The following excerpt is from my poem, “Father Chair”. My poetry will next appear in the upcoming edition of “Onthebus”.
SIX SENTENCE SUNDAY:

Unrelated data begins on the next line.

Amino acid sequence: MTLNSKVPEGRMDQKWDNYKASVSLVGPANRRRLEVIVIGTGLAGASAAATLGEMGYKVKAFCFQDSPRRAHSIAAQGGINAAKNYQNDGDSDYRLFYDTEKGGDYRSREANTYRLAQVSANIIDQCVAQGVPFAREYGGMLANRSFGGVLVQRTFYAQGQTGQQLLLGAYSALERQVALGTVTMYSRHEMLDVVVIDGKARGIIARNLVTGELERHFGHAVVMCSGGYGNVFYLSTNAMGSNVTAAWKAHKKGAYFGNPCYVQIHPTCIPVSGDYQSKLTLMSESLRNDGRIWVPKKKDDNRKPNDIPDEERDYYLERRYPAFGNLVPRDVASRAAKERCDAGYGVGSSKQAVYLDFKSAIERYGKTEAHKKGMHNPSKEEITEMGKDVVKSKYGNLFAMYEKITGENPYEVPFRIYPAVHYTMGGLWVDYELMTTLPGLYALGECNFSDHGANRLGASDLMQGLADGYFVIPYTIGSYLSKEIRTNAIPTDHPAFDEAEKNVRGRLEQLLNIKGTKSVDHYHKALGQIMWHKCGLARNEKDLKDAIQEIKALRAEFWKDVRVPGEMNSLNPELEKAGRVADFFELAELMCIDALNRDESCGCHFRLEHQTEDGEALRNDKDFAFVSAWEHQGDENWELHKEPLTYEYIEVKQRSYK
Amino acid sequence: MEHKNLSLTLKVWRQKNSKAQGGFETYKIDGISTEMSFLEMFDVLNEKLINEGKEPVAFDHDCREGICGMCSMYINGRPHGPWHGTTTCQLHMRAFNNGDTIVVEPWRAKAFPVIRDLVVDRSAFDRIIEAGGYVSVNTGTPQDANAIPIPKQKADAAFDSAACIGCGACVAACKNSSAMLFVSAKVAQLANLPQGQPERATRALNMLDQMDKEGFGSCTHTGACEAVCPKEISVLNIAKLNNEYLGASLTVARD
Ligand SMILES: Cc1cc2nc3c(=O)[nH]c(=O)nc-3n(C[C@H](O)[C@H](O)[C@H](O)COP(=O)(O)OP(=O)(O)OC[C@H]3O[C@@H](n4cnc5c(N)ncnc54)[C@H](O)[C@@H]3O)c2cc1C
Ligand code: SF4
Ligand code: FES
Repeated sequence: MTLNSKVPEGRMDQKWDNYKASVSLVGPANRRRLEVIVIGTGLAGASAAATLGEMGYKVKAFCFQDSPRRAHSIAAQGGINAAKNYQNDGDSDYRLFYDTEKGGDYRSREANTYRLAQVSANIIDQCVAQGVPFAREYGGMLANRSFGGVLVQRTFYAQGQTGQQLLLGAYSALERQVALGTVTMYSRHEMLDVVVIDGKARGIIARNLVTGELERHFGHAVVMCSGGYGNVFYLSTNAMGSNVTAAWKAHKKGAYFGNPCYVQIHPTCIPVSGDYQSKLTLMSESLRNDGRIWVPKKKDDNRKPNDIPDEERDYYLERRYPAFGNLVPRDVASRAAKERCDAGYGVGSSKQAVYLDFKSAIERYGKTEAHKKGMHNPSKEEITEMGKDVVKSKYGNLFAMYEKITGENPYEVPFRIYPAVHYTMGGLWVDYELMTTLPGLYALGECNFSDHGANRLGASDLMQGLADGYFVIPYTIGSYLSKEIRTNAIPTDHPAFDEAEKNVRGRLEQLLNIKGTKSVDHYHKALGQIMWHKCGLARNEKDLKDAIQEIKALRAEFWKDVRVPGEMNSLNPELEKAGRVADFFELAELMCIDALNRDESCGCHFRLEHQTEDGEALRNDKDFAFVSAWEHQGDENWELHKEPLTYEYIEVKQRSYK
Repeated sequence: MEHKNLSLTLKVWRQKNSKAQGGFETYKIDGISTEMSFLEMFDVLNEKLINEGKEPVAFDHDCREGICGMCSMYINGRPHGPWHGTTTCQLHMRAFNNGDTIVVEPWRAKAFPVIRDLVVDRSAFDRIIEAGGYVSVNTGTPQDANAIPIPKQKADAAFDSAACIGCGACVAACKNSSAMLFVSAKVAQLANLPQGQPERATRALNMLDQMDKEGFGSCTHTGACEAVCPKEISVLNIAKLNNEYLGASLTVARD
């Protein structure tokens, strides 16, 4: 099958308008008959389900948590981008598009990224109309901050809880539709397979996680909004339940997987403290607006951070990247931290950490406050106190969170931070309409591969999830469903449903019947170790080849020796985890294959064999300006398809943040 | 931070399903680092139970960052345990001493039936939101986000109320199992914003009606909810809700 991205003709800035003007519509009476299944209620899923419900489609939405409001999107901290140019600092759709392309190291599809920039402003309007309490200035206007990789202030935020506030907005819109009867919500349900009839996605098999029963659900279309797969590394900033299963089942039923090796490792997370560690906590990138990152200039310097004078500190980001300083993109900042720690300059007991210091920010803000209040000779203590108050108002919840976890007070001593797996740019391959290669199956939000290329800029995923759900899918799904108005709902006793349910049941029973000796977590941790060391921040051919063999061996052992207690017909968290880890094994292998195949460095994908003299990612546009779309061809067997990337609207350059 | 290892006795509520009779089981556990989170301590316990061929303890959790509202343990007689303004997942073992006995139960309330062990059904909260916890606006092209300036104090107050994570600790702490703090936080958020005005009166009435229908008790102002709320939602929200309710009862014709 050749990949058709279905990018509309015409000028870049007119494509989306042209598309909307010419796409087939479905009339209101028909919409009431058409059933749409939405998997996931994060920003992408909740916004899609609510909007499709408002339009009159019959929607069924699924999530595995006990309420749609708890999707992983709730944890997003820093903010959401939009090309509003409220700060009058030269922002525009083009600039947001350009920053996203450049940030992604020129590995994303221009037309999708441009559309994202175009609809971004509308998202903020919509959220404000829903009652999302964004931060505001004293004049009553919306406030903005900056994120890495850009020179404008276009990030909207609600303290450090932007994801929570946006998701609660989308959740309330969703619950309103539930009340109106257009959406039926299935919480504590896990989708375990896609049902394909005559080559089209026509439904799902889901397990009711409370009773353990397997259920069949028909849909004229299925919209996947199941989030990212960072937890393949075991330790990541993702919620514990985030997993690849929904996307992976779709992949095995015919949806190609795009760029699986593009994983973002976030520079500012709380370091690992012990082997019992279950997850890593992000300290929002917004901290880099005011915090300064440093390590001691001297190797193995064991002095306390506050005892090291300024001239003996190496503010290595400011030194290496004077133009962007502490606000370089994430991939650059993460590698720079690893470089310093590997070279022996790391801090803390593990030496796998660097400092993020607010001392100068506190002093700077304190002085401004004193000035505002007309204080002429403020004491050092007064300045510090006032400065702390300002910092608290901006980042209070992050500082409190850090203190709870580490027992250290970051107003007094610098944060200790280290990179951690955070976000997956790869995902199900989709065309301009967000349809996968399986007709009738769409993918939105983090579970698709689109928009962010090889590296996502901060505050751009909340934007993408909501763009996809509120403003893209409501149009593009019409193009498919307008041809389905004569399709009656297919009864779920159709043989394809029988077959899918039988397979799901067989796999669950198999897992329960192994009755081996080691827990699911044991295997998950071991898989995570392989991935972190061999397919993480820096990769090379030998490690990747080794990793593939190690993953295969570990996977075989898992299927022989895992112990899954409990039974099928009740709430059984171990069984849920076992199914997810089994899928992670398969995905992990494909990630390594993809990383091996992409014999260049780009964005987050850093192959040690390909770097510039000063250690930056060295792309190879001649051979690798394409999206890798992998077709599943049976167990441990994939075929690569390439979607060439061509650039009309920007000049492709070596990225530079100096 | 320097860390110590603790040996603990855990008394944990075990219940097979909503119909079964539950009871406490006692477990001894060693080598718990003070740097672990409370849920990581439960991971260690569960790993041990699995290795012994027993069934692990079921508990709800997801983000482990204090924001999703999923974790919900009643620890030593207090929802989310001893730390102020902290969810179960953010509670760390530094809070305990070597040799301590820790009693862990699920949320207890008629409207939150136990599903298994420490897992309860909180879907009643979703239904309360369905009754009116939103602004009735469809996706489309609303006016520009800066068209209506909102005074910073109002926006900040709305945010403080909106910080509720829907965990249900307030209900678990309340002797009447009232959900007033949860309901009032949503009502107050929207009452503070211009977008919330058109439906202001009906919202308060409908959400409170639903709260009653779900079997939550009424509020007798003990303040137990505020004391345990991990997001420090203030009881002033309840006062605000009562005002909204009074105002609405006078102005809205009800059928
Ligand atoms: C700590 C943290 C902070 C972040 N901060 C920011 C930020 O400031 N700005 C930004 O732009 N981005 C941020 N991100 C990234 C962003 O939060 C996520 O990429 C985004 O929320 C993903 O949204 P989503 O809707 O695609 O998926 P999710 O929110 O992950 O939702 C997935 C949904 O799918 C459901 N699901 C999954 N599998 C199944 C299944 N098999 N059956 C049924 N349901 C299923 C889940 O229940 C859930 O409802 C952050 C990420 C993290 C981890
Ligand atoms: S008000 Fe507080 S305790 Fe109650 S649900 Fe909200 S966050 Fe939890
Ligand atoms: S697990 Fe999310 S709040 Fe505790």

Pere Lachaise sits behind tall gates, across from a strip of seedy souvenir shops selling cheap mementos of past Parisians. It’s a crowded city of boulevards, streets and alleyways with no names, a baited trap I’ve fallen into where the dead stare at me from gold rimmed frames mounted atop their graves,their faces trimmed in black like that fun fair head in a box or that girl whose melon rolled down down down to the ground then bounced high as the red rubber ball I used to play four square with when the velvet ribbon wrapped ‘round her neck came untied. Dust to dust indeed. I slide on the slippery stones running between the rows and rows and rows of elevated tombs the color of the steel mill stacks that punctured the night clouds when I was little, back before they shuttered the plant and everybody fell ‘neath the frozen ground, lungs lined with ribbons of asbestos and a whole bunch of chemical compounds they still don’t have names for. I catch myself on the plot of a little girl named Miriam, a little girl the age of that child whose missing posters used to decorate the metro station walls ‘til they peeled away or were covered by one of those adverts for cheap English lessons, a little girl of seventy-nine, her marigold mane parted, primped and plaited, gazing at me with eyes that never knew mascara, lobes that never knew earrings, lips that never knew the kiss of life. Or maybe it just hadn’t been invented yet.
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